Valery Gergiev

Johannes Brahms: German Requiem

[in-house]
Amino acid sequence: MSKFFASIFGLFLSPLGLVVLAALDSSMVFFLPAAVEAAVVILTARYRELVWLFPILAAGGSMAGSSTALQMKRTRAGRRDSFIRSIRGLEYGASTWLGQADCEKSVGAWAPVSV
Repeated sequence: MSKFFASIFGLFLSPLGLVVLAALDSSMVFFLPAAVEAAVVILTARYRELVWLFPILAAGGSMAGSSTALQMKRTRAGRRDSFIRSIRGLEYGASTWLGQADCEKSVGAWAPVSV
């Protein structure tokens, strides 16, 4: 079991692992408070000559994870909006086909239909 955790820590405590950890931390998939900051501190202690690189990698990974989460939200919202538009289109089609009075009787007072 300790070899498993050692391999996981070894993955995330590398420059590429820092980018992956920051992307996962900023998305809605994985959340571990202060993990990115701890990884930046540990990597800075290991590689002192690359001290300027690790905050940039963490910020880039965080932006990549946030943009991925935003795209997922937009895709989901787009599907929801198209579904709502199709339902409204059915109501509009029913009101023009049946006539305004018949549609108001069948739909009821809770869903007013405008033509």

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Valery Gergiev, with his largely Russian repertory and dramatic manner, isn't the first conductor who comes to mind for Brahms' warm and ecumenical German Requiem. But this reading, which was half of a pair of successive concerts at the Barbican concert hall in London (music from both performances is used here), works very well, and there's not much identifiably Russian about it. Gergiev adopts the modern tendency to take the work in flowing, moderate tempos, and it comes in at just over an hour, quite a bit less than in many of the classic versions. One challenge with this kind of reading is to keep all the forces intact, for Brahms, as warmly melodic as he may be, is always a contrapuntist at heart. Here the sizable fugues of the second movement, "Denn alles Fleisch ist wie Gras," pose few problems for the London Symphony Chorus and its director, Simon Halsey. The work's big tunes, which so many listeners find life-affirming, are done with the straightforwardness that serves them best, and the players of the London Symphony Orchestra, who surely have played the work many times, find freshness in it. The live sound from the LSO's own label is exemplary. A fine representation of this work for both collectors and newcomers to its wonders.

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